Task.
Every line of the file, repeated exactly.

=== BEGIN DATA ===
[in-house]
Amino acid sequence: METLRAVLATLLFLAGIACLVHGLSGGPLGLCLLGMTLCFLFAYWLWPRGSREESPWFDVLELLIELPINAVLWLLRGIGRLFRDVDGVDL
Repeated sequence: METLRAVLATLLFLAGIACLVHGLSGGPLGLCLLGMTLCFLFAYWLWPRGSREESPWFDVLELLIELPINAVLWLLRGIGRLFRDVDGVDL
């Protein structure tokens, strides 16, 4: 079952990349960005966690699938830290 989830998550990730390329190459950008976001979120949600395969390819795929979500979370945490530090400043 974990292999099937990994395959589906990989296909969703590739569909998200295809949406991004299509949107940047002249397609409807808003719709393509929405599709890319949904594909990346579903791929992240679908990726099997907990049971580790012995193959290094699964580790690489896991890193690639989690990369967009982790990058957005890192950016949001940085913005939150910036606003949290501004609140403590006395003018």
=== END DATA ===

[in-house]
Amino acid sequence: METLRAVLATLLFLAGIACLVHGLSGGPLGLCLLGMTLCFLFAYWLWPRGSREESPWFDVLELLIELPINAVLWLLRGIGRLFRDVDGVDL
Repeated sequence: METLRAVLATLLFLAGIACLVHGLSGGPLGLCLLGMTLCFLFAYWLWPRGSREESPWFDVLELLIELPINAVLWLLRGIGRLFRDVDGVDL
């Protein structure tokens, strides 16, 4: 079952990349960005966690699938830290 989830998550990730390329190459950008976001979120949600395969390819795929979500979370945490530090400043 974990292999099937990994395959589906990989296909969703590739569909998200295809949406991004299509949107940047002249397609409807808003719709393509929405599709890319949904594909990346579903791929992240679908990726099997907990049971580790012995193959290094699964580790690489896991890193690639989690990369967009982790990058957005890192950016949001940085913005939150910036606003949290501004609140403590006395003018």